When she was thrown out of nursing school just 13 weeks before graduating, Sara Castle was humiliated.
Still, she knew she and her classmates weren’t getting the clinical training they needed because an instructor repeatedly dismissed students early — a practice Castle exposed, and the teacher was fired.
But Castle, too, was a casualty as Appalachian Technical College expelled her for, she asserts, blowing the whistle.
This week a jury awarded Castle $450,000 for the ordeal. The 55-year-old never finished her degree.
Castle said she and other students would arrive for clinical training early in the morning. By 8 a.m., the instructor would dismiss students.
A total of 740 hours of hands-on training is required for the degree, and Castle said meeting that requirement would be impossible based on the instructor’s actions.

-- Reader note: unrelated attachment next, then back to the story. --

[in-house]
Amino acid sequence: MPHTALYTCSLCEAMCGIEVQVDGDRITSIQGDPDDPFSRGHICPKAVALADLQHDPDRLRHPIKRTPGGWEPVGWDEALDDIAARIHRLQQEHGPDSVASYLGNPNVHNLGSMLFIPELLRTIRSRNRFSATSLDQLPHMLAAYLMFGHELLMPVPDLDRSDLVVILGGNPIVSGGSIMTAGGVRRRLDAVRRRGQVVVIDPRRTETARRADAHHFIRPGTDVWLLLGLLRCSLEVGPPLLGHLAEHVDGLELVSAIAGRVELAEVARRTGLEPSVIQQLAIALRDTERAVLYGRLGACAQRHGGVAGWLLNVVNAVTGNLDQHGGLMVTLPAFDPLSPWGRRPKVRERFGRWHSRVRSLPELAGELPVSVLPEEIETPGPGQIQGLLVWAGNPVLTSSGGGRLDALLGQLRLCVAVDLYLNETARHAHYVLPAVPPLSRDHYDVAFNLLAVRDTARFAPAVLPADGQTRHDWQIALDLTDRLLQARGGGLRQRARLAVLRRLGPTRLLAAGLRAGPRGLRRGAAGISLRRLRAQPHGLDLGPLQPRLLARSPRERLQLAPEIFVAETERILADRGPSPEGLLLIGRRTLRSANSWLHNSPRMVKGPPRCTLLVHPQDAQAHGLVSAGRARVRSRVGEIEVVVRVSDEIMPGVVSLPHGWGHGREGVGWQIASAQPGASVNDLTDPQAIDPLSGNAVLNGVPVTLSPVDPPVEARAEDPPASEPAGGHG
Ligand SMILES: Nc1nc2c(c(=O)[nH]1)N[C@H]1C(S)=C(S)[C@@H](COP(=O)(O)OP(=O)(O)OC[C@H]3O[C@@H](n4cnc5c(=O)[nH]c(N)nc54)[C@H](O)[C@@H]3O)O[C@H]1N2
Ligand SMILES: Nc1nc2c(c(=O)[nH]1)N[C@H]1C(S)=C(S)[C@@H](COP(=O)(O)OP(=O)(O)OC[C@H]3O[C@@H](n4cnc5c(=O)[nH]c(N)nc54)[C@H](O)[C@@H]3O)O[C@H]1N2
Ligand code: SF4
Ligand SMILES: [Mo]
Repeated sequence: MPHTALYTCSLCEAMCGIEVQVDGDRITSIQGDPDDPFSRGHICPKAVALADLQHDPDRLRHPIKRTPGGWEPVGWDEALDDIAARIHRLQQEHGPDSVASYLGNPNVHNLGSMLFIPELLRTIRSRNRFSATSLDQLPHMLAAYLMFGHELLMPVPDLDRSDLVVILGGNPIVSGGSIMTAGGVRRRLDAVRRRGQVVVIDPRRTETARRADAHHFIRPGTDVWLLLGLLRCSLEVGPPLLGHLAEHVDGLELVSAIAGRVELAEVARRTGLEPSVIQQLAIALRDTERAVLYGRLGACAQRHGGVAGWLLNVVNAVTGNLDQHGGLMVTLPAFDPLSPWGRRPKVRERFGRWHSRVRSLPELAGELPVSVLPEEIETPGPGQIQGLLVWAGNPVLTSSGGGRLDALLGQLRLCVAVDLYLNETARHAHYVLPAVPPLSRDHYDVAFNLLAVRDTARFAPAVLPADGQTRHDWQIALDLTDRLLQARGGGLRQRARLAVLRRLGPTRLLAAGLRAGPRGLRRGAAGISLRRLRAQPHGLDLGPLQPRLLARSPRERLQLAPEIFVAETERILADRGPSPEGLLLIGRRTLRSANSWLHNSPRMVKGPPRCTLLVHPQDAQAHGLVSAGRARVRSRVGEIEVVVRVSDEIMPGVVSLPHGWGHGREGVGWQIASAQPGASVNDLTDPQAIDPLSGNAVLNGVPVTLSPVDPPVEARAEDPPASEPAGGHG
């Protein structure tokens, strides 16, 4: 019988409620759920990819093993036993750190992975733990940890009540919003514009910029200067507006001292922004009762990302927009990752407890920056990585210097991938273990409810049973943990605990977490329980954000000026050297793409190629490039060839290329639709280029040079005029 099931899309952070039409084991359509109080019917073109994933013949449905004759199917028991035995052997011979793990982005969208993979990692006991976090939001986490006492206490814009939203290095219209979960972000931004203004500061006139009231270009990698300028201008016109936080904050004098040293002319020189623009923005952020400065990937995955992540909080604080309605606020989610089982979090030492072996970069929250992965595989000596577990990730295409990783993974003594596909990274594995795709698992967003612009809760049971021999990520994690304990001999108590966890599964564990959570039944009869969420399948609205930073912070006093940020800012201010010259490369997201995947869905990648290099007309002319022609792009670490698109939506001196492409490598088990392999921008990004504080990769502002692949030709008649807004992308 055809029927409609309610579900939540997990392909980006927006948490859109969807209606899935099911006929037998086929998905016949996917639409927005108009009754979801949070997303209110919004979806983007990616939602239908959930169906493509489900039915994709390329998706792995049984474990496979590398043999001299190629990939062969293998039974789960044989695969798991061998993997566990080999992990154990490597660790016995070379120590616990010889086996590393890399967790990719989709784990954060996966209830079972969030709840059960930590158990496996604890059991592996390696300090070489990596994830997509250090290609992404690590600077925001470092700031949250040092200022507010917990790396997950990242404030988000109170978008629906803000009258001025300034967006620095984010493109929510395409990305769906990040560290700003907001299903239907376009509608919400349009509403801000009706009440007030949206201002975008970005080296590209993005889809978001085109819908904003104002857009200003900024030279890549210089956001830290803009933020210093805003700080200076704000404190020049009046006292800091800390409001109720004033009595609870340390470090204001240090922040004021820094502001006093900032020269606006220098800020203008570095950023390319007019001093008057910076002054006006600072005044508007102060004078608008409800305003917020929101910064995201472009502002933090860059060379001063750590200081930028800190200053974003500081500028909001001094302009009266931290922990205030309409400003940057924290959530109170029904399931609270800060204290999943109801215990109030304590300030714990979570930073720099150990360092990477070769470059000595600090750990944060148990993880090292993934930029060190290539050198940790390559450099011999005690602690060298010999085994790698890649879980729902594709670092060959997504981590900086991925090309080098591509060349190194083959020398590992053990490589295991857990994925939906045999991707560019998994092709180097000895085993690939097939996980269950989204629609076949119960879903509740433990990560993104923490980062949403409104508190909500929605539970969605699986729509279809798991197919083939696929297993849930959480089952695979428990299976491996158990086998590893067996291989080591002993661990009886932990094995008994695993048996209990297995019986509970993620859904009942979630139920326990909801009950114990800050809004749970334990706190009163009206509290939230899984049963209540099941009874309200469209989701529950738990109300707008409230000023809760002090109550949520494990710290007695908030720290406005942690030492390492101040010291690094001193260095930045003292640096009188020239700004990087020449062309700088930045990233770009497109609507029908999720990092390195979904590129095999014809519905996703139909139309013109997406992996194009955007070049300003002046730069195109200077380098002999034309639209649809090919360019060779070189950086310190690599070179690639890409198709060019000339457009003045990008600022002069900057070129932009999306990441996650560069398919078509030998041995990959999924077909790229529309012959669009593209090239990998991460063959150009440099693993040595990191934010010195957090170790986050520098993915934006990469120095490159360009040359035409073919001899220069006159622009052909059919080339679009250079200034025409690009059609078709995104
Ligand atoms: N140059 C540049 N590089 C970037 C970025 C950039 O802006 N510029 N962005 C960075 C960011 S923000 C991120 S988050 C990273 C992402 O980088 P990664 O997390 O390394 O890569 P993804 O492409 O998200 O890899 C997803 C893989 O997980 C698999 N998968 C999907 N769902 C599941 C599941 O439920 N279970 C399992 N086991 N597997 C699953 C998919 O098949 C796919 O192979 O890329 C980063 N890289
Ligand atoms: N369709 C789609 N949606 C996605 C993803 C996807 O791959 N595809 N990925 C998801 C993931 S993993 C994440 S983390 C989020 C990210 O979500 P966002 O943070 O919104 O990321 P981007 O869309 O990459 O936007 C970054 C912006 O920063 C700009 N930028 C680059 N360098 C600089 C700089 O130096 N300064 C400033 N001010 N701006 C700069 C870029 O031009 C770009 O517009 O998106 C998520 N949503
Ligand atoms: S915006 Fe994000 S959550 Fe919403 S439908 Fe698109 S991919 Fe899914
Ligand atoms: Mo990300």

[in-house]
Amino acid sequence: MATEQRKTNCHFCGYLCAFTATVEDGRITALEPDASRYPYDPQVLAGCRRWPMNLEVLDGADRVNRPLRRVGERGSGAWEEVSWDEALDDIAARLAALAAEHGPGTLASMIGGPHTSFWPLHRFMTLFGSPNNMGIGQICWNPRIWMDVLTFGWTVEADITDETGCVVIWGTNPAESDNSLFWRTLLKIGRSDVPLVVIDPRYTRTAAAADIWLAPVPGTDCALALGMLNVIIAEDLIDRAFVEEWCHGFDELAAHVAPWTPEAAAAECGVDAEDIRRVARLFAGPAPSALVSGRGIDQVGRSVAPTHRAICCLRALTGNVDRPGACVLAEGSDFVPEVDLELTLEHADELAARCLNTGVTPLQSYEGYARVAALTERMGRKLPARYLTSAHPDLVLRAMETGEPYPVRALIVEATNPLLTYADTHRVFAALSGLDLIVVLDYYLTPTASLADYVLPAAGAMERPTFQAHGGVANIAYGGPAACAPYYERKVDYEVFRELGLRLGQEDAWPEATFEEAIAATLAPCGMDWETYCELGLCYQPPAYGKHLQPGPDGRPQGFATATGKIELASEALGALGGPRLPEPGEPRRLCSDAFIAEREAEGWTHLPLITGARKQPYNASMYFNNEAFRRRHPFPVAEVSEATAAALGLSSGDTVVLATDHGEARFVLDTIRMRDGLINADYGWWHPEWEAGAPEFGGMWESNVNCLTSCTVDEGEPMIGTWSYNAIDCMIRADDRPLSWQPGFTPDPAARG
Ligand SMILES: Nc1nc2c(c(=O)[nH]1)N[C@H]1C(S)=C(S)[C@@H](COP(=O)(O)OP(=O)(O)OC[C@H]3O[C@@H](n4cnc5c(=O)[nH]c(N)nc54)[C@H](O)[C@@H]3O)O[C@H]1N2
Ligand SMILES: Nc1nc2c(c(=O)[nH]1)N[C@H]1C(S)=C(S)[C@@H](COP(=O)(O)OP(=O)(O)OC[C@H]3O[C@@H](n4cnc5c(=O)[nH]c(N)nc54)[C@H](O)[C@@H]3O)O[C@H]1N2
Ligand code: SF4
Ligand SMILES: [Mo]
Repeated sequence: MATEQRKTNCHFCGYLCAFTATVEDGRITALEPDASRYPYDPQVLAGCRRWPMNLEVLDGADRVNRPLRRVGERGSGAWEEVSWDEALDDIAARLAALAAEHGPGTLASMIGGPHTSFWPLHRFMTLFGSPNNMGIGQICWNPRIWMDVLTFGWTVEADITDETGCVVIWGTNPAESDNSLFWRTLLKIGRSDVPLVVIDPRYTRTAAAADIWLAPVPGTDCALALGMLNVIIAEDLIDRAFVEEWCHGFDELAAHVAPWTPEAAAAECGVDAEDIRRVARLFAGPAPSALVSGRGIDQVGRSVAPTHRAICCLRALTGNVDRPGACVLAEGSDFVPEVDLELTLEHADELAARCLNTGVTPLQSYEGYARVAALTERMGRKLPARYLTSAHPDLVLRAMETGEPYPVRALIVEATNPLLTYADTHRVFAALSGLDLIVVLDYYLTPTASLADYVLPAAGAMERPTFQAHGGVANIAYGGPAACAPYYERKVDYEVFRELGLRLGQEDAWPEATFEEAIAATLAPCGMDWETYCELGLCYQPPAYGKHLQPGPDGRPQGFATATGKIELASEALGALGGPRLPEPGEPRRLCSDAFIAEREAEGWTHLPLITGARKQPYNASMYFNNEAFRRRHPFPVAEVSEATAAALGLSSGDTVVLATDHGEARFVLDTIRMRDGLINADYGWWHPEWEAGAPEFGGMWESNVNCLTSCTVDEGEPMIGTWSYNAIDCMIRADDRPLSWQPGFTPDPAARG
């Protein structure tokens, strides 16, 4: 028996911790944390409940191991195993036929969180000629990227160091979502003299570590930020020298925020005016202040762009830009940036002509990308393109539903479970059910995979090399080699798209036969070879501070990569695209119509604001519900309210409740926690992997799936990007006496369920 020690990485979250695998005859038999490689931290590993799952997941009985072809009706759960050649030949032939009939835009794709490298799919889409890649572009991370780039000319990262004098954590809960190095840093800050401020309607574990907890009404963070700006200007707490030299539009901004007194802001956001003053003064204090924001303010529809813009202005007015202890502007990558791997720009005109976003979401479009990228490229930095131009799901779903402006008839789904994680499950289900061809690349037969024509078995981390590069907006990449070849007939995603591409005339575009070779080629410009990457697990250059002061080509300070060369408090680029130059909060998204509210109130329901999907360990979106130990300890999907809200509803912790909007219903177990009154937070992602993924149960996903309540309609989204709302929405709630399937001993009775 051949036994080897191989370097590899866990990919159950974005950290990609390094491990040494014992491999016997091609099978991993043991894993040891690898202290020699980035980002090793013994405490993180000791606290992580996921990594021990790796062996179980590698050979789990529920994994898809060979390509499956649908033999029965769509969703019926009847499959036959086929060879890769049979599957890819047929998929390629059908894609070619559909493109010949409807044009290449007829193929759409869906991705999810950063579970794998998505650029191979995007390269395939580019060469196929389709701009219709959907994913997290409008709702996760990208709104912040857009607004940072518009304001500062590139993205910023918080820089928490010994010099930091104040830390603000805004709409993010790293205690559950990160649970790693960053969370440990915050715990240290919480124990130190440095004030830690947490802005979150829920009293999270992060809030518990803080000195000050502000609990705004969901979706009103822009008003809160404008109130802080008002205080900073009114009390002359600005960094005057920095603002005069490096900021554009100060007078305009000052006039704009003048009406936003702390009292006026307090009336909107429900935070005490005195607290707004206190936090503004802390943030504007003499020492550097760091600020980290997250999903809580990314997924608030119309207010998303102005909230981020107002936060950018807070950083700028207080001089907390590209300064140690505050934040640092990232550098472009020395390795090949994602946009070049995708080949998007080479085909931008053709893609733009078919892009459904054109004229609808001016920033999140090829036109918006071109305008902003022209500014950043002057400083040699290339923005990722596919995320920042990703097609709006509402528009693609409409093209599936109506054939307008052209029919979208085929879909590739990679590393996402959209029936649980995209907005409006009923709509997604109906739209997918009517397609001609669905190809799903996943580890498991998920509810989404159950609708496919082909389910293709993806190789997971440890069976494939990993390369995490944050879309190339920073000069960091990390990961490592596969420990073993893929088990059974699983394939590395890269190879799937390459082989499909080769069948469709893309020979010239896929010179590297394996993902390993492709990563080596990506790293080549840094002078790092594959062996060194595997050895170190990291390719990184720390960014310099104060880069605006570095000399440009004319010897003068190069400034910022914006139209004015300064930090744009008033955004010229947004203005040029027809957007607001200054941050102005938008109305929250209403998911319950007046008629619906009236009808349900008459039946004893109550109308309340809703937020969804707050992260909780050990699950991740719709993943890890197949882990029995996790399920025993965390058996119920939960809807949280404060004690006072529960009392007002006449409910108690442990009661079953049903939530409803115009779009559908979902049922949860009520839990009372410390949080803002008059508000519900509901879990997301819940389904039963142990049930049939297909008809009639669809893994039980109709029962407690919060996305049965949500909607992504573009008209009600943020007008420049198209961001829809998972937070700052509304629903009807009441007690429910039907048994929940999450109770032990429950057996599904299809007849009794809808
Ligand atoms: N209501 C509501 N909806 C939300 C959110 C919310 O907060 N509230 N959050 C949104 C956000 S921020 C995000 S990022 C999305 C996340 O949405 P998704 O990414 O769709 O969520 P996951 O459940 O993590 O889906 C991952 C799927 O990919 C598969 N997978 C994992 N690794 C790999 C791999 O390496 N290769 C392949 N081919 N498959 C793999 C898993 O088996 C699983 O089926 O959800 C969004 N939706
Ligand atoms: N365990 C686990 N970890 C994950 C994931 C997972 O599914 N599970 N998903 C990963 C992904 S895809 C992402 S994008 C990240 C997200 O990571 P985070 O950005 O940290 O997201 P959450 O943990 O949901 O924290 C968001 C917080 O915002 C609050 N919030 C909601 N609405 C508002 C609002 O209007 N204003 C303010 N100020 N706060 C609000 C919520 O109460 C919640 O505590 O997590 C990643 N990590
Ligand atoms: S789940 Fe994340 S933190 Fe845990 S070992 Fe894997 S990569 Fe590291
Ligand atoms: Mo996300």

When she did, the college fired the instructor. Then, Castle was expelled. That was in August 2007. The following month, she filed a lawsuit.
After two days of testimony, it took the jury less than an hour to rule in Castle’s favor, Satcher said. She was awarded $400,000 in punitive damages and $50,000 for emotional injuries.
The state Attorney General’s office represented the college.
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